Data and simplicity can build the government platform

Aneesh Chopra and Tim O'Reilly on government as a platform, open data and more.

Tim O’Reilly and Aneesh Chopra, Federal Chief Technology Officer, had a wide-ranging discussion at this week’s Gov 2.0 Expo in Washington D.C. As a relative novice in government matters, I was fortunate to be a fly on the wall during their chat. My understanding of the issues and opportunities at play increased exponentially during their 15-minute conversation. It was the highlight of the Expo for me.

The real head-turner was this: turning government into a platform is not as complicated or far off as I previously believed.

Other insights from the Chopra-O’Reilly discussion included:

  • For government to successfully work as a platform — an important aspect of Gov 2.0 — there needs to be an open exchange of information between government agencies and the public. Data is the catalyst. Make it available and watch as developers transform it into novel solutions that meet the public’s most pressing needs.
  • “Government” is not always synonymous with “complexity.” While discussing energy policy, Chopra noted that the most common energy feedback mechanism is the monthly utility bill. “That’s the snapshot in the rearview mirror about what we needed to do in our household,” he said. But what if consumers could tap an active data stream and adapt on the fly? That’s easier than you’d expect because many meters already “chirp” data to utility companies. Simple new programs will capture those data chirps and put them into open platforms.
  • The privacy debate is actually an “informed consent debate,” O’Reilly said. This dovetails with his recent post, “My contrarian stance on Facebook and privacy.”
  • Eighteen months in, Chopra is most proud of the energy and transparency generated by the Open Government Directive (pdf).
  • What keeps Chopra up at night? “The cybsersecurity threat is real,” he said.

The Gov 2.0 Expo site has an extensive collection of news and updates, and you can find many more Gov 2.0 videos here.

  • Keith Moore

    It is awesome and almost frightful to know how much power we possess, now that information is being made available to mankind through an open government. The problems of public distrust makes this process of delivering data information to the public and getting the public to engage because they now understand what to do with this newly made available information.

    This is where our job begins at Open Government Tv, (to engage and educate to empower), and with the principles of collaboration being placed in our laps as a principle of OGD,to advance information to the public is nothing less than energizing.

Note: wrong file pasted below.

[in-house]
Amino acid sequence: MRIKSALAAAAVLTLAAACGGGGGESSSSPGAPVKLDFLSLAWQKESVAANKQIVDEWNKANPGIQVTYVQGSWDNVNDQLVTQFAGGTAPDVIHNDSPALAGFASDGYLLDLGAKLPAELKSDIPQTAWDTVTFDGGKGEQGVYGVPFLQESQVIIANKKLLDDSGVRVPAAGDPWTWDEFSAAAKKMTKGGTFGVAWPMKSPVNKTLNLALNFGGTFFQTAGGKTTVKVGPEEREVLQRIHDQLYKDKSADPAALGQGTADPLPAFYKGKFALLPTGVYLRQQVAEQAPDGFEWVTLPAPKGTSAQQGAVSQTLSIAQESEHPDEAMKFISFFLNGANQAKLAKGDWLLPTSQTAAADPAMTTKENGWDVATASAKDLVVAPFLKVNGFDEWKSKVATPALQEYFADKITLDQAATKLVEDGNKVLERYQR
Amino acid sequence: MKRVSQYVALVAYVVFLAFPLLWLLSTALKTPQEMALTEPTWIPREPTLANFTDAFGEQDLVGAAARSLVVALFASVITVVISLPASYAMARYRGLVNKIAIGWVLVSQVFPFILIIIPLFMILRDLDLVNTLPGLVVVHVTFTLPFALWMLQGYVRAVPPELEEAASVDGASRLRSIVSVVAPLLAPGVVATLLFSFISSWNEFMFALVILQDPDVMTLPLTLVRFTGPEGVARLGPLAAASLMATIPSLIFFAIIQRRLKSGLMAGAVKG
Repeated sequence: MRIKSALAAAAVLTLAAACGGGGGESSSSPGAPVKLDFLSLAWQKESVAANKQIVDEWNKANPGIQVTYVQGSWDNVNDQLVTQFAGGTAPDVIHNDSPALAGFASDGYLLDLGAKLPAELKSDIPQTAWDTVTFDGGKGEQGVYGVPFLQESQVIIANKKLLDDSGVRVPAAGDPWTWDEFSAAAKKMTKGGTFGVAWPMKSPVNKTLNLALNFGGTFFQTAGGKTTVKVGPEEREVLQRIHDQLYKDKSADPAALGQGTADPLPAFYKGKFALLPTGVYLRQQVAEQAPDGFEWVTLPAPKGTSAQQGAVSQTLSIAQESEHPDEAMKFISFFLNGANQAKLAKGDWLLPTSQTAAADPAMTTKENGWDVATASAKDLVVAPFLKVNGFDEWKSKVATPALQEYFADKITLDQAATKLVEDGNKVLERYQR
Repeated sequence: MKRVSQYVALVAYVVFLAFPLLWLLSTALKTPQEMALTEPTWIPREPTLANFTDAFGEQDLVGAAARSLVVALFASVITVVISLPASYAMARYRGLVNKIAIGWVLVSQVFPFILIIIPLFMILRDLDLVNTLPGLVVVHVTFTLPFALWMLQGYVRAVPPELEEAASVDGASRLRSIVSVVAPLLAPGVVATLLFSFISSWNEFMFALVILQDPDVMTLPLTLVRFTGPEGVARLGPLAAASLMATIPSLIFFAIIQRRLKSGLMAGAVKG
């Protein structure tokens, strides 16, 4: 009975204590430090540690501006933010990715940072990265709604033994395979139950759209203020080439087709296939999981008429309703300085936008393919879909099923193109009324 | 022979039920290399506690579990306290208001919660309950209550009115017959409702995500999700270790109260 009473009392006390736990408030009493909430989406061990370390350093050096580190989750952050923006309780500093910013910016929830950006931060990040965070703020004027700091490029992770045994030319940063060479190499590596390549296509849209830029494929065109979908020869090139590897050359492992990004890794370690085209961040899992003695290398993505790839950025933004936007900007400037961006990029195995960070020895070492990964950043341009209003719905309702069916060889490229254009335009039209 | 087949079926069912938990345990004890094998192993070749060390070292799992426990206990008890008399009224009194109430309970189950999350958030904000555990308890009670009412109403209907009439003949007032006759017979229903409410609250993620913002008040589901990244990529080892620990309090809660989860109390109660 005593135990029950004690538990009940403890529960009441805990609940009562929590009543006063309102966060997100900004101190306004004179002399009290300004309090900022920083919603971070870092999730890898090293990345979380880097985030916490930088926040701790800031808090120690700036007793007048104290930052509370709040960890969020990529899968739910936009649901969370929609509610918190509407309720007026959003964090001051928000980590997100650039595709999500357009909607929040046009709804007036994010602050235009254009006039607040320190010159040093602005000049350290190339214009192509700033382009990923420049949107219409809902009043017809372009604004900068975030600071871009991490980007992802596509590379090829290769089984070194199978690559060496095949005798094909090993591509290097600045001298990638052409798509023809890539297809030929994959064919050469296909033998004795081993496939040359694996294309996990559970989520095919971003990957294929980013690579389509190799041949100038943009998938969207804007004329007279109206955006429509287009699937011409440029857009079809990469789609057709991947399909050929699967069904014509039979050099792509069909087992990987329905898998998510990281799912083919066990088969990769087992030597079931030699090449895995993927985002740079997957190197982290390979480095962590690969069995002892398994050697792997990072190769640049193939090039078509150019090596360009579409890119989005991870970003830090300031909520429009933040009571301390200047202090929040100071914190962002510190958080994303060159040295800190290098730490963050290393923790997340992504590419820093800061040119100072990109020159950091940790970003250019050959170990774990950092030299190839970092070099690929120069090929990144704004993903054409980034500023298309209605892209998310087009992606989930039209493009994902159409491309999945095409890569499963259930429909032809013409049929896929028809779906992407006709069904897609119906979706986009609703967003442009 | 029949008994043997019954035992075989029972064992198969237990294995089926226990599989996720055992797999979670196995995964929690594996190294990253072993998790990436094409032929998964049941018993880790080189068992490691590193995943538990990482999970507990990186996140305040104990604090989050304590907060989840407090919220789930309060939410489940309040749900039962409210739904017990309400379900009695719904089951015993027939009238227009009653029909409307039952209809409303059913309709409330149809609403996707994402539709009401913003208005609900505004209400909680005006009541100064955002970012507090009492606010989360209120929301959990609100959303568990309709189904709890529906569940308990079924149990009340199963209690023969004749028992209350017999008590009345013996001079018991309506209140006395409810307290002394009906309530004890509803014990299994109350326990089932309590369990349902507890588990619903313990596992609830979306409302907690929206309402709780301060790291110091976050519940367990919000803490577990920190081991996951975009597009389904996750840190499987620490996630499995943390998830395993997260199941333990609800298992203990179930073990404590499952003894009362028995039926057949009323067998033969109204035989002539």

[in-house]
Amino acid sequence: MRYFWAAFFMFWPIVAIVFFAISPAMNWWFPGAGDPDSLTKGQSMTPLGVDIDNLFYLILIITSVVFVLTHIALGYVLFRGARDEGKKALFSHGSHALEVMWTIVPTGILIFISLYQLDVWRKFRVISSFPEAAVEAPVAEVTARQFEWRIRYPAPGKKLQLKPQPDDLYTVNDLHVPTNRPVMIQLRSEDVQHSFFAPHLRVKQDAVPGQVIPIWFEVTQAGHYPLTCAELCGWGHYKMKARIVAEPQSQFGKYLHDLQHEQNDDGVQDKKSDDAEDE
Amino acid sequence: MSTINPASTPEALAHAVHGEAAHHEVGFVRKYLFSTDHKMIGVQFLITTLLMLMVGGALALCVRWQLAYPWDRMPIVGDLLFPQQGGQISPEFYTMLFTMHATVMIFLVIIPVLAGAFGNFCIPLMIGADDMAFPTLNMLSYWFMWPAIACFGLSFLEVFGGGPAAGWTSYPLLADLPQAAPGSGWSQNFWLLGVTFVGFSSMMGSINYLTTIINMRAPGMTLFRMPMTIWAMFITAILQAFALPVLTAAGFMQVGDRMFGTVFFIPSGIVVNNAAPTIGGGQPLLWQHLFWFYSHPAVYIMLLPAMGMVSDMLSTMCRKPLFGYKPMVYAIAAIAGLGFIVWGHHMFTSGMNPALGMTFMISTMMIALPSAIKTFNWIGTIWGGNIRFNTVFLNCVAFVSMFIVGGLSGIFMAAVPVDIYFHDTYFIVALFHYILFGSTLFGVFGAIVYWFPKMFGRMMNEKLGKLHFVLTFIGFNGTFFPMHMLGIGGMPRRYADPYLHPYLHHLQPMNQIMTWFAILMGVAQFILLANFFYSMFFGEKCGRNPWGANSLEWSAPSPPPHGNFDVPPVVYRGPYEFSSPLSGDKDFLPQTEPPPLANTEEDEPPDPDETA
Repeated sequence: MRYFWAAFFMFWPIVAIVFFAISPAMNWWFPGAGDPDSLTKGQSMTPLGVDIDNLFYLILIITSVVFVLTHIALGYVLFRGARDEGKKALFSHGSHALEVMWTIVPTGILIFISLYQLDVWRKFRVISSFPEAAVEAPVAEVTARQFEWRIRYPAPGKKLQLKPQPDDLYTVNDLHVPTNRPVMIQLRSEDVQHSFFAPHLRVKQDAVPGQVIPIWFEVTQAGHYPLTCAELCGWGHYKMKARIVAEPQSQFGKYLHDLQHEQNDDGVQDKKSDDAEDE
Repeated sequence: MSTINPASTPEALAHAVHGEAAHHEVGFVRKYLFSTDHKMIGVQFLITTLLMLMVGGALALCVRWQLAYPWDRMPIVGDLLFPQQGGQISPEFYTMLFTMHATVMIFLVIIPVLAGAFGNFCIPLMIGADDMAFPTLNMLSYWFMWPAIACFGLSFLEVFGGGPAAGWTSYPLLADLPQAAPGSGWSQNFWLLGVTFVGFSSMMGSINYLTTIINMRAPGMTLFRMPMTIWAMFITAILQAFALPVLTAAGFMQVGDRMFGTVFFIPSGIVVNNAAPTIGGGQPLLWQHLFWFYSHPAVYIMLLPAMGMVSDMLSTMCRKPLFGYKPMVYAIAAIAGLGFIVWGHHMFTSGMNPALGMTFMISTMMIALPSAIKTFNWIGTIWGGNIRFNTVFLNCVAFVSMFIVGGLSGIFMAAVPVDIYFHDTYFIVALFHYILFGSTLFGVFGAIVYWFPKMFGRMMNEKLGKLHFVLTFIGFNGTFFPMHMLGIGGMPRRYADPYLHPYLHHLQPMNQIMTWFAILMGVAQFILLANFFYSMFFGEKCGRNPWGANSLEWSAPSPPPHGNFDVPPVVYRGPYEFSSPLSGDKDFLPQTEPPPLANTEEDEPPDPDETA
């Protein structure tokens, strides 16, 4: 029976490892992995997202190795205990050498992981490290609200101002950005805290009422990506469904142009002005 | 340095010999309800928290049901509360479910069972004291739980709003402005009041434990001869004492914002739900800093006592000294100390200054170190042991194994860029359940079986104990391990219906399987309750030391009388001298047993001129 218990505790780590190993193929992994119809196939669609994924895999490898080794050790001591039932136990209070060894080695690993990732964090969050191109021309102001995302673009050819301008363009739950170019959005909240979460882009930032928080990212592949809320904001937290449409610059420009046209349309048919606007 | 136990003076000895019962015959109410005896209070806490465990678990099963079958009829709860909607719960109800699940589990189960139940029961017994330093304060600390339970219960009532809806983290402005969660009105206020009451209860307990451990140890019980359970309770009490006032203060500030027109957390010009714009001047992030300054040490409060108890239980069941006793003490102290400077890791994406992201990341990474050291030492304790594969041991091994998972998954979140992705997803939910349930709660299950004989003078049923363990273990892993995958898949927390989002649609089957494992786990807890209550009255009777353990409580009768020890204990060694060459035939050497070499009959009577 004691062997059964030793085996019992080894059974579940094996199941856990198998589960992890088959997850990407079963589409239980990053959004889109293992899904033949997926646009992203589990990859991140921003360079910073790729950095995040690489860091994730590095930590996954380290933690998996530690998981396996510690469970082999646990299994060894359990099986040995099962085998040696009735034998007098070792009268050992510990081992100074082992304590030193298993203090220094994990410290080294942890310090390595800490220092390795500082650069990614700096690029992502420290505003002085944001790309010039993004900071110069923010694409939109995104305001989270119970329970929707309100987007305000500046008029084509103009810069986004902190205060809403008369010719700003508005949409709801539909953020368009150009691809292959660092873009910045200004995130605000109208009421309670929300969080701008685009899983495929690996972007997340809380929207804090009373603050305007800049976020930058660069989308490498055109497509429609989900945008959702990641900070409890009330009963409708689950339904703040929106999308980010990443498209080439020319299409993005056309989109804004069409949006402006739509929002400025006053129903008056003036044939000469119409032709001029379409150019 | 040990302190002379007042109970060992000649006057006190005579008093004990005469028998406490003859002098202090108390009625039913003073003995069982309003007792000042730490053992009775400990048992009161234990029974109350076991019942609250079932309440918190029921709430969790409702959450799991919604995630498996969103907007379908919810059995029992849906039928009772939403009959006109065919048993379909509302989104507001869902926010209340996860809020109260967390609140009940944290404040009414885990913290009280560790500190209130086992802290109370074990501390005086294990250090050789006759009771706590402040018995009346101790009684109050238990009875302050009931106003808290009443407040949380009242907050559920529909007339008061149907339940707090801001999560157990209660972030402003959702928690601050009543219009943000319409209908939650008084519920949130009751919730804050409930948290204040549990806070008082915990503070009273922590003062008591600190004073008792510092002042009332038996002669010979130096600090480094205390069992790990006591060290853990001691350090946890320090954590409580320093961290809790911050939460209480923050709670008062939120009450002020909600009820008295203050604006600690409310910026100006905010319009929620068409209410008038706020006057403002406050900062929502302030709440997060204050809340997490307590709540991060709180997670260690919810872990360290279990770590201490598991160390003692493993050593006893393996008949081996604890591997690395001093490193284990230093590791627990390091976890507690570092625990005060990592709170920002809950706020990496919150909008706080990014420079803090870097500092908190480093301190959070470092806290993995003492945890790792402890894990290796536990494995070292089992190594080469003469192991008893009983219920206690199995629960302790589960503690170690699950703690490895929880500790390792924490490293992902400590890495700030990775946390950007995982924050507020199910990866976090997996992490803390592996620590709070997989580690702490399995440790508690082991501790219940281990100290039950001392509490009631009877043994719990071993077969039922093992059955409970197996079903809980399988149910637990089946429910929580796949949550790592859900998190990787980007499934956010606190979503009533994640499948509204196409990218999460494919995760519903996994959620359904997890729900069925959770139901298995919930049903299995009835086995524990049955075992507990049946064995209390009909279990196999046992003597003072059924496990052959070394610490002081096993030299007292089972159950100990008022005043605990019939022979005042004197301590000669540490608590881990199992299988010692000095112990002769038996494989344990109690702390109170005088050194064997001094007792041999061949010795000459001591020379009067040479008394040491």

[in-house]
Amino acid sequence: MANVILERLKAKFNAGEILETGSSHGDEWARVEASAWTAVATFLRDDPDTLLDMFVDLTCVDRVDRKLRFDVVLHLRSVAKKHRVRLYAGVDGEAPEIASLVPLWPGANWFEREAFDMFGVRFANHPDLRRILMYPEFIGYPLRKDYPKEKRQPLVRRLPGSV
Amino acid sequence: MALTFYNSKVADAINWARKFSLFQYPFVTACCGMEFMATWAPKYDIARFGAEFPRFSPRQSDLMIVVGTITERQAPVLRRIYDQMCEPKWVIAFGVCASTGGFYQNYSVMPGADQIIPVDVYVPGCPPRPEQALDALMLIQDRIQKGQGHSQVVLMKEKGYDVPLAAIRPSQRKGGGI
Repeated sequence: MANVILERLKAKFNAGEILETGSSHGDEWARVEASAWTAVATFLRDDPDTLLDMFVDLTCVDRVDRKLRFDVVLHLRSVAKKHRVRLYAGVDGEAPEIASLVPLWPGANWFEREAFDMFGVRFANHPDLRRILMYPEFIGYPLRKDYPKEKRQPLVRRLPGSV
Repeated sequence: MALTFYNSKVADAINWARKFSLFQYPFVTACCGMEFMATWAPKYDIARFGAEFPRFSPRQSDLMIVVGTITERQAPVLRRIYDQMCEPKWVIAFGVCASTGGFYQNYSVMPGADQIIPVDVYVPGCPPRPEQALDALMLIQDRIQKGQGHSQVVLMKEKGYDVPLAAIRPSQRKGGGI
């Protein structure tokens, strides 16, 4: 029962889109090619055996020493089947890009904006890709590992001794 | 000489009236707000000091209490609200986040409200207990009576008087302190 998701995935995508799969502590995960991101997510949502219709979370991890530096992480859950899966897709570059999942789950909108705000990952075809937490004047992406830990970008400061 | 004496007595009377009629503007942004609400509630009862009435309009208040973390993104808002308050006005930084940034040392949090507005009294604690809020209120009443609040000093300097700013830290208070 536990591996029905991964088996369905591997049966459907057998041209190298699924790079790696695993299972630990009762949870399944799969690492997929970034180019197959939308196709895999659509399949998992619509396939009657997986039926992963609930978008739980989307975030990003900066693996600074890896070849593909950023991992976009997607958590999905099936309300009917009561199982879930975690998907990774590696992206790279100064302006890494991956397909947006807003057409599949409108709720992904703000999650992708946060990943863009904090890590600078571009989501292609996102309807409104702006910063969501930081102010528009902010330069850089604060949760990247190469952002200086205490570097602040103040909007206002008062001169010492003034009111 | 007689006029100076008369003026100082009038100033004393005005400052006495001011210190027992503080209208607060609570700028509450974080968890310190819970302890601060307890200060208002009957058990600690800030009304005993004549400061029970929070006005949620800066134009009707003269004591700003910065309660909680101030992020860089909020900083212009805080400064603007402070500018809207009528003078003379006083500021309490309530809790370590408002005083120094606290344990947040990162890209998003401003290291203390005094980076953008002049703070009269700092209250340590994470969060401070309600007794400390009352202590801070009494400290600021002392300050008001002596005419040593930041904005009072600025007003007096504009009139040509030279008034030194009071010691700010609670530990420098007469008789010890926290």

Mac, like most people at the O’reily organization, I did not have quality time to meet and spend conversational time during the conference, but certainly looking to the next opportunity, and in the meantime please stay connected.

    With nuclear technology emerging, and the Yucca Mountain debate before us, we look forward to having continuing energy discussions at Open Government.

    Power- ultimately and hopefully to the people. (like never before)

  • Brand Niemann

    I heartily agree that “Data and simplicity can build the government platform” – please see

  • Platform Jumper

    Government as an (oil) platform. FAIL.

  • Peter Bachman

    From an architectural perspective there’s a lot to like and dislike in the 2.0 approach. In the words of the Who, some of it is “meet the new boss, same as the old boss” within the hype-cycle. Having open source concepts, priceless.

    Questions about what we have learned, or failed to learn are in order, and what can be applied to get positive change, and a

      reduction in costs by meaningful use of HIT

    , instead of reinforcing current information silos.

    NHIN missed something profound right at the get go in understanding Patient Identity, and set off on a tack which may eventually maintain the status quo, rather than transform it, by a gateway translation approach between large proprietary systems, that keeps those systems in situ.

    Internet 1.0 was having the Internet, but internally, everything was running NetBios, or DecNet, SNA, etc. unless one was running Unix.

    IP was not over everything, for somewhat legitimate reasons, especially security.

    Truly transforming approaches (like the Internet) rewrote the rules to bring in huge productivity gains by creating new value chains, some of which were false, and fell out in the dot-com crash, since they were vapor.

    There would be no current Internet without doing the work first of creating TCP-IP and the difficult abstractions of what, why and how the layers communicate with each other.

    Every protocol decision has a great deal of logic of why behind it, and naming and addressing, and how that is abstracted correctly is one of the most difficult problem frames in protocol design. Look how NHIN broadcasts messages to find out someone’s records on different systems. It’s a MOM system.

    We can’t solve the health privacy, and security problem spaces until we get patient identity management right, by allowing patients to network their digital identities between different systems.

    Patient Identifiers have been seen by the experts group as the shortest path towards an interoperable national platform, created by the citizens themselves, and currently forbidden by Congress for the government to create, hence the MOM workaround by NHIN.

  • Vishnu @ beautiful minds

    Came in from nvd.nist archive. After going thru all these A quote from a movie(Spiderman) came in to my mind.. “with great power…”.

    I think proper ware housing, seggragating and making the right data available to public is still an herculean task and there is a heavy need for localised information out from the government.

    Beautiful minds – Technical/ Career Blog